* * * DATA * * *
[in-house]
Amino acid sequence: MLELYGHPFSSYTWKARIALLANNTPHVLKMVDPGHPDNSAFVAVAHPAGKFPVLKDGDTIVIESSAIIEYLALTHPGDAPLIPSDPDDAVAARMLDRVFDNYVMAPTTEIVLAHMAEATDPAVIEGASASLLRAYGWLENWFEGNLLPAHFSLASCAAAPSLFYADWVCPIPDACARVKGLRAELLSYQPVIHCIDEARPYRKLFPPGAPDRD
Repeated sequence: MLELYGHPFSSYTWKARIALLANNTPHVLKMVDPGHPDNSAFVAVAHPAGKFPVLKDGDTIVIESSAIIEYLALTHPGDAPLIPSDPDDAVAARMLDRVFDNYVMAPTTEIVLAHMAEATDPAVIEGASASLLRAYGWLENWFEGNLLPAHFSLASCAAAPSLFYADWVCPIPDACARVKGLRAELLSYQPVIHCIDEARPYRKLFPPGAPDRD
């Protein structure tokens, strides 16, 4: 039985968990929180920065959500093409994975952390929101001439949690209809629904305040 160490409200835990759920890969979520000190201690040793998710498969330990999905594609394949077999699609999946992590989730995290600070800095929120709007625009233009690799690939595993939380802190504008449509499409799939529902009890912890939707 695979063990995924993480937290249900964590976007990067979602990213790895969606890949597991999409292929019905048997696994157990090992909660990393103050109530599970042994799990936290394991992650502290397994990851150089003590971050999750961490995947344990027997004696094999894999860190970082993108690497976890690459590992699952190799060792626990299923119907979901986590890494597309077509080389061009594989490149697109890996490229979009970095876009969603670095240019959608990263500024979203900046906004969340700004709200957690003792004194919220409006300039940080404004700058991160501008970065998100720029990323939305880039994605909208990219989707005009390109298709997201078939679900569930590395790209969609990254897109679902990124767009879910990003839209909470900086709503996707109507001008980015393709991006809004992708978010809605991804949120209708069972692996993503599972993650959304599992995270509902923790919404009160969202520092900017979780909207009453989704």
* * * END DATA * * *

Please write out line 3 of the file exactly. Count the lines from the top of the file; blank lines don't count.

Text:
Repeated sequence: MLELYGHPFSSYTWKARIALLANNTPHVLKMVDPGHPDNSAFVAVAHPAGKFPVLKDGDTIVIESSAIIEYLALTHPGDAPLIPSDPDDAVAARMLDRVFDNYVMAPTTEIVLAHMAEATDPAVIEGASASLLRAYGWLENWFEGNLLPAHFSLASCAAAPSLFYADWVCPIPDACARVKGLRAELLSYQPVIHCIDEARPYRKLFPPGAPDRD